One thing you cannot take away from Nigeria is her affluently diverse cultural outlook. Saying its rich and highly-varied would be saying the least. From East to West, North to South, Nigeria’s rich heritage speak volumes of the versatility and industry of her people. Let us  introduce you to the breath-taking beauty of a motley of Nigerian cultural festivals. Nigeria indeed, is a paradise on earth!

 

 

The Arugungu fishing festival

Call it the Fishing-Frenzy Festival. It’s one of the most famous cultural festivals in Nigeria, and is celebrated to mark the beginning of the fishing season in Arugungu, a river-side town in Kebbi state. Celebrated between February and March every year, AFF sees most local men and boys entering the Argungun river, armed with large fishnet sccops. They are joined by canoes filled with drummers, plus men rattling huge seed-filled gourds to drive the fish to shallow waters. Vast nets are cast and a wealth of fish is harvested. This is followed by Canoe racing, wild duck hunting, bare-handed fishing, diving competitions and swimming. There is drinking, singing and dancing into the night afterwards. A fun time indeed you would say!

 

 

Eyo Festival

Eyo is not just unique, but central to the city of Lagos, Africa’s largest Metropolis. It’s widely believed that Eyo is the forerunner of a mod­ern day carnival in Brazil. How Interesting! On Eyo Day, the main highway in the heart of Nigeria’s traditional capital and Africa is closed. That establishes the importance of this festival to the people of Lagos!

Here, the participants all pay homage to the Oba of Lagos. Eyo festival takes place whenever occasion and tradition demand, but it is usually held as final burial rites for a highly regarded chief.

 

The Sango

The Shango festival celebrates the god of thunder, an ancestor who is said to have hanged himself. Sacrifices are made at the shrine of the god for 20 days, right at the compound of the hereditary priest. On the final day, the priest becomes possessed by the god and gains magical powers. He ‘spits’ fire and swallows gunpowder.  Interesting, you would say!The procession goes off to the Oba’s palace and the feast begins, accompanied by palm wine, roasted meat, and more dancing.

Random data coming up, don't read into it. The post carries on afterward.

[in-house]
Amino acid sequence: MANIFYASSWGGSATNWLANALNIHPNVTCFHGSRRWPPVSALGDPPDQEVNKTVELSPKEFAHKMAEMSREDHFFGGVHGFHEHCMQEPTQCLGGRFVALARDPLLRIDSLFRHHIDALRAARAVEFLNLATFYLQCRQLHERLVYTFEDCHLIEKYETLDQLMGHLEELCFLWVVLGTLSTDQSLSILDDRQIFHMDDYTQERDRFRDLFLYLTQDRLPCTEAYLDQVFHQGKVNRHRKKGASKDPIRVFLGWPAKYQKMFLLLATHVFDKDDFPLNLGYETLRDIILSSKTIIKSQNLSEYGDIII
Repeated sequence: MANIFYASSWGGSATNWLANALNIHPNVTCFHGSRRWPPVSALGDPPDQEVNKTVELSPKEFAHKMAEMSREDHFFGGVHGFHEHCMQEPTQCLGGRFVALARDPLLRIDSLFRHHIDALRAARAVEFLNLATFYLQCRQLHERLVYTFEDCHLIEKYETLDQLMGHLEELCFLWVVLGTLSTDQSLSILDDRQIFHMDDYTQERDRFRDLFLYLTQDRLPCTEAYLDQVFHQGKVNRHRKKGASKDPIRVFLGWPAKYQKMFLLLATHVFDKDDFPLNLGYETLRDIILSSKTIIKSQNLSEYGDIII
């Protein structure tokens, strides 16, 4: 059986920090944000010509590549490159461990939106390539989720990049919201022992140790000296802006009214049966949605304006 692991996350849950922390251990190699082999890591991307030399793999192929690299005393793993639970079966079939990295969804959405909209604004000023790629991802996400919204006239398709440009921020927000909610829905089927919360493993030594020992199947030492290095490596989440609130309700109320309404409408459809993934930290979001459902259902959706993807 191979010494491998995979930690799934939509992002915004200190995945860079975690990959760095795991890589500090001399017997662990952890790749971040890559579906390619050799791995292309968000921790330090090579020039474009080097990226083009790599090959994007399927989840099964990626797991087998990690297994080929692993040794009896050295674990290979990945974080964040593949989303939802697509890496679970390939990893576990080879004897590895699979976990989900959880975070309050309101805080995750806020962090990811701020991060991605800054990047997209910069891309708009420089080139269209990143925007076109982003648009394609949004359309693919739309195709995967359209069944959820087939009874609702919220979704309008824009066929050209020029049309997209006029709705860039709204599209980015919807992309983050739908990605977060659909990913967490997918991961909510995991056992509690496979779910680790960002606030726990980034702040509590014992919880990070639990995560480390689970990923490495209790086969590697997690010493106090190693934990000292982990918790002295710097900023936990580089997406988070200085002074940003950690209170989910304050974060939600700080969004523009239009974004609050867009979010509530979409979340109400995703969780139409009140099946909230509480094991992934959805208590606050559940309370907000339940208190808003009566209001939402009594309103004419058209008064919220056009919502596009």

In the past, the priest of this cult would have been a very rich and powerful man. With the decline in power of the Obas, and the large numbers of people who no longer profess to believe in the old pantheon of gods, the priests of such cults are now much poorer and less powerful than they once were.

 

 

The Benin festival

Benin Festival is held at the end of every rainy season after harvest has been gathered. This festival also serves to get eligible young men and women acquainted, mostly in the village square. Both boys and girls have elaborate markings painted on their bodies. The boys also take part in a tug-of -war contest, a test of their strength.

The new yam festival

New Yam Festival (a.k.a. Iri-ji) – is one of the biggest festivals celebrated by the Igbos. It is celebrated in the month of August every year. Each Igbo community has a specific day in the month of August for this occasion. The day symbolizes the conclusion of a work cycle [farming season] and the beginning of another. Invitation to the new yam festival is usually open to everyone that is, there is abundant food not only for the harvesters, but also for friends and well-wishers. Cultural dances and a host of other festivities mark the eating of new yam.

 

 

Thanks to 5 points Magazine Moscow.

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